Author Topic: Abbot collars cat-killer dog (pic)  (Read 8266 times)

Ensapa

  • Hero Member
  • *****
  • Posts: 4124
    • Email
Abbot collars cat-killer dog (pic)
« on: May 13, 2013, 10:11:55 AM »
Can animals be punished for their mistakes so that they will not do it again? This abbot tried..hehe

but is it justifiable?

Quote
Abbot collars cat-killer dog (pic)
Published: 13 May 2013 at 10.34

The abbot of a popular temple in Mukdahan province penalised a dog that killed a kitten by hanging the dead cat around its neck, reports said on Monday.



The unusal punishment imposed by the abbot of Wat Sri Boon Ruang has drawn astonishment and negative comment from people visiting the temple and netizens.

A monk at the temple told reporters that the dog was raised in the area. It had bitten and killed one of the kittens when the monks were collecting alms one morning.

He said the abbot, Phra Thong, decided to hang the dead kitten around the dog's neck, using a piece of the monk's robe. Phra Thong believed that this punishment would stop the dog from attacking other cats again.

Phra Thong said he had punished other dogs in a similar fashion and it had worked before.

Most comments by netizens on social media sites criticised the abbot for punishing the dog in this manner. Here are some of the comments:

"This is crazy."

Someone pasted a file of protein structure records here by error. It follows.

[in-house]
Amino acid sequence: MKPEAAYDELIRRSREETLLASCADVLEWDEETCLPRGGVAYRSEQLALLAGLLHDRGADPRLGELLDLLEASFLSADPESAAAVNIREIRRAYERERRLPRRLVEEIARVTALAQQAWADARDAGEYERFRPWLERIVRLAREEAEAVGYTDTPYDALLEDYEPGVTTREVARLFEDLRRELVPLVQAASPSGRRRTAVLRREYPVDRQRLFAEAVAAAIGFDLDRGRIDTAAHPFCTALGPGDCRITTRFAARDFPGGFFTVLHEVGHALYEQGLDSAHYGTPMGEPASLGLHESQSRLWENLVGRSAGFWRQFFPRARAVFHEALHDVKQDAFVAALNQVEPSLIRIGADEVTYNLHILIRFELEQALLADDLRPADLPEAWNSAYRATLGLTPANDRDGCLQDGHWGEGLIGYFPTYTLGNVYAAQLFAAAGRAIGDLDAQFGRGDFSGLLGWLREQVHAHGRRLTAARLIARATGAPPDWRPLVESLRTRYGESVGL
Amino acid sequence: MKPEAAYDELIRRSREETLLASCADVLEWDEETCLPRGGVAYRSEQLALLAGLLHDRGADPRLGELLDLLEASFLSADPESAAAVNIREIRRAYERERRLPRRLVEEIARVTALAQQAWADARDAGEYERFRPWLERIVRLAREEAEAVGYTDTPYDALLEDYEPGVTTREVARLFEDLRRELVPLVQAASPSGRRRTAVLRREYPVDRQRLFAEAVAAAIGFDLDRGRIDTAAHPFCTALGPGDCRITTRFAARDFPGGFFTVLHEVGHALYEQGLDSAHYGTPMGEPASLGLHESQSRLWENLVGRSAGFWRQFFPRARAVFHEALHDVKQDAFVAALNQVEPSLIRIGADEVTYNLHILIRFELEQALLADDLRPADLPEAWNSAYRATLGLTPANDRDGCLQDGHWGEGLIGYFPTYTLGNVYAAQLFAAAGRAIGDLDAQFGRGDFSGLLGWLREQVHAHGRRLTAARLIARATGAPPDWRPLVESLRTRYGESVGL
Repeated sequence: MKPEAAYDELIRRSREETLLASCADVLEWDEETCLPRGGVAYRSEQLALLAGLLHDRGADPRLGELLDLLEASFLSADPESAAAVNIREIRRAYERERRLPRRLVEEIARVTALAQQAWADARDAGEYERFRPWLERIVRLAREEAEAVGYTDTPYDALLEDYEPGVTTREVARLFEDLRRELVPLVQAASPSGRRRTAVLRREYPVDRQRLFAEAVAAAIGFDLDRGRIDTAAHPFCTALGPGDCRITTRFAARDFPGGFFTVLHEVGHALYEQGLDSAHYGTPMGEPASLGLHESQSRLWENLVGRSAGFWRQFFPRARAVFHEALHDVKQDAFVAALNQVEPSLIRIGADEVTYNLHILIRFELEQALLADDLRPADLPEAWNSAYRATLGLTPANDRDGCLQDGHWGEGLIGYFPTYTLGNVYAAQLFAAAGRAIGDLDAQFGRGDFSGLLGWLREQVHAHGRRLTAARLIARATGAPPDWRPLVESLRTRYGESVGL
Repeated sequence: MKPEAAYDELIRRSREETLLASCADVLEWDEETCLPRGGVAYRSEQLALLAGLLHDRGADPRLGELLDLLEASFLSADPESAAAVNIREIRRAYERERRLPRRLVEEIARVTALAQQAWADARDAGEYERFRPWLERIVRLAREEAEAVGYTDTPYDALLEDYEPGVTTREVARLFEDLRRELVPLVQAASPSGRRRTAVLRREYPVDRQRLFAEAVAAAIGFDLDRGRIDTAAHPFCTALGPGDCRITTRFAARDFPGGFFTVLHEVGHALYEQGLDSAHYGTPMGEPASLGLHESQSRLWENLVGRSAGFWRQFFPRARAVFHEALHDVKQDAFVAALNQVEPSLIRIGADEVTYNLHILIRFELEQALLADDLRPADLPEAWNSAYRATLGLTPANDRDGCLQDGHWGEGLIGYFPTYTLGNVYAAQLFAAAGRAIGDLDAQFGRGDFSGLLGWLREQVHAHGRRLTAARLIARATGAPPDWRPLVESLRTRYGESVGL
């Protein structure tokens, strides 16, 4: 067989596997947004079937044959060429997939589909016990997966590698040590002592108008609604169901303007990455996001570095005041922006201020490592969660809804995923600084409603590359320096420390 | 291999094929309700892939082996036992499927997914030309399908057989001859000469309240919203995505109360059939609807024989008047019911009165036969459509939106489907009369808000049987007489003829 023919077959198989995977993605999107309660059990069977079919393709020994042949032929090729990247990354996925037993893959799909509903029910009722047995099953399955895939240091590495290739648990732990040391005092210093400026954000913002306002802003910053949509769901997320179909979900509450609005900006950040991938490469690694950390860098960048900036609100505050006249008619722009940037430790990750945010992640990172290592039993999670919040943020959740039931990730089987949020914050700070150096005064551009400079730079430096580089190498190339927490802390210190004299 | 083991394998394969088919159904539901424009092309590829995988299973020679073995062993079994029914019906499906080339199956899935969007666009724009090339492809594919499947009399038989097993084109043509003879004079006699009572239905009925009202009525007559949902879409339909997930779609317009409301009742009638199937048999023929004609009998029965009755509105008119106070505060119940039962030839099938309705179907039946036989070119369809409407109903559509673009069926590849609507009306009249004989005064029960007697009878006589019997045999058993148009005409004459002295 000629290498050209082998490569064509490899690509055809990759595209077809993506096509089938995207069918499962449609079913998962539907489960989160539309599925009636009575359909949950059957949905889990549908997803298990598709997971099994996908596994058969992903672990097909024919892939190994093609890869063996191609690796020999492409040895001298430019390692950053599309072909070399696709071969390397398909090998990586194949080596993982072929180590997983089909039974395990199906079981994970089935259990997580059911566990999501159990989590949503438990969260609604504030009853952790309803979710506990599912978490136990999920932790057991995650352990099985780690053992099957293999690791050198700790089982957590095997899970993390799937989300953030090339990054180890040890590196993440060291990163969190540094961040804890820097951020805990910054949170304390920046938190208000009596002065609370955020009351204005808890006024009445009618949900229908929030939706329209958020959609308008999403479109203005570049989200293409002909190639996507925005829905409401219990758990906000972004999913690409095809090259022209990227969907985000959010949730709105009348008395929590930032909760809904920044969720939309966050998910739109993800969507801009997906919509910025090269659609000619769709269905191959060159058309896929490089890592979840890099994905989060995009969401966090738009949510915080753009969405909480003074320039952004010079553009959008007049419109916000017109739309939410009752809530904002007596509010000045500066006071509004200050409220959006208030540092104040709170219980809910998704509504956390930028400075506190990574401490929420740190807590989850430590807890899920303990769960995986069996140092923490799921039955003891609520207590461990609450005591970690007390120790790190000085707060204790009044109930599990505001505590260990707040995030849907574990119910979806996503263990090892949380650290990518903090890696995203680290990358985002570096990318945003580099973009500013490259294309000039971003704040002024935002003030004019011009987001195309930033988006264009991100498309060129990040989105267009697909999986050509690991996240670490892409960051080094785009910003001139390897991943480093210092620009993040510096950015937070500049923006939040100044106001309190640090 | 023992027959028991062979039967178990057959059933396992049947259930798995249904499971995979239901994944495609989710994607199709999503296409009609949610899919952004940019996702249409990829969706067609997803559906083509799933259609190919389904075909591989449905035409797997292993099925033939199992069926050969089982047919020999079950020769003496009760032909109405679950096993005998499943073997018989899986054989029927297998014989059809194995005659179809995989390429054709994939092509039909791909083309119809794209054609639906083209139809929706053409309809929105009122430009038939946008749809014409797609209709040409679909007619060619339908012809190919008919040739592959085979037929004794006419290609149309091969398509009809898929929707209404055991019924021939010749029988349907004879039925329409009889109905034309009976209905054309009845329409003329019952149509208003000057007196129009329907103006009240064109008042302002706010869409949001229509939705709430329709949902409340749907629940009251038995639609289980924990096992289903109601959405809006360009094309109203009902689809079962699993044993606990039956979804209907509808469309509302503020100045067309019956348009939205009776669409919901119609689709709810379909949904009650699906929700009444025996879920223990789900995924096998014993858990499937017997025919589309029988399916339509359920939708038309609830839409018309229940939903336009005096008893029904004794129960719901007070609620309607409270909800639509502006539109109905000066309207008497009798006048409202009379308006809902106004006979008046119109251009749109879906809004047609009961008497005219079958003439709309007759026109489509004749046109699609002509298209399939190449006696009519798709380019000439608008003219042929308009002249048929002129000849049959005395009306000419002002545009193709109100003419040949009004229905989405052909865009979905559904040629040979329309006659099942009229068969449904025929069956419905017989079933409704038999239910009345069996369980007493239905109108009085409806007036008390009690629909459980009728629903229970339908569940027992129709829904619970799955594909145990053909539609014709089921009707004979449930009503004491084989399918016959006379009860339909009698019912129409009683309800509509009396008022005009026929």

"Other dogs in the area are avoiding the dog with the dead cat. I feel bad for the dog."

"They're just animals. Please don't be cruel and act like animals."

"Great job, monk!"

Q

  • Hero Member
  • *****
  • Posts: 557
Re: Abbot collars cat-killer dog (pic)
« Reply #1 on: May 13, 2013, 06:29:18 PM »
As the Abbot of a monastery... regardless of what lineage he is, I would say this is one highly attained monk... and no one should criticize a person that is holding the vows of a monk.

May be in our limited view, as normal people we see this as punishment... to a dog trainer it may seem like corrective behavior... but as a spiritual person, we should see this action as something beyond our comprehension at our current understanding. Who knows, may be there is a good reason behind this action and there really is not much of a reason to explain it... if a person understands, he will with or without explanation... and if a person doesn't, even with explanation there will be criticism... so better just keep quiet and do what He knows is right.

Ensapa

  • Hero Member
  • *****
  • Posts: 4124
    • Email
Re: Abbot collars cat-killer dog (pic)
« Reply #2 on: May 14, 2013, 04:19:55 AM »
As the Abbot of a monastery... regardless of what lineage he is, I would say this is one highly attained monk... and no one should criticize a person that is holding the vows of a monk.

May be in our limited view, as normal people we see this as punishment... to a dog trainer it may seem like corrective behavior... but as a spiritual person, we should see this action as something beyond our comprehension at our current understanding. Who knows, may be there is a good reason behind this action and there really is not much of a reason to explain it... if a person understands, he will with or without explanation... and if a person doesn't, even with explanation there will be criticism... so better just keep quiet and do what He knows is right.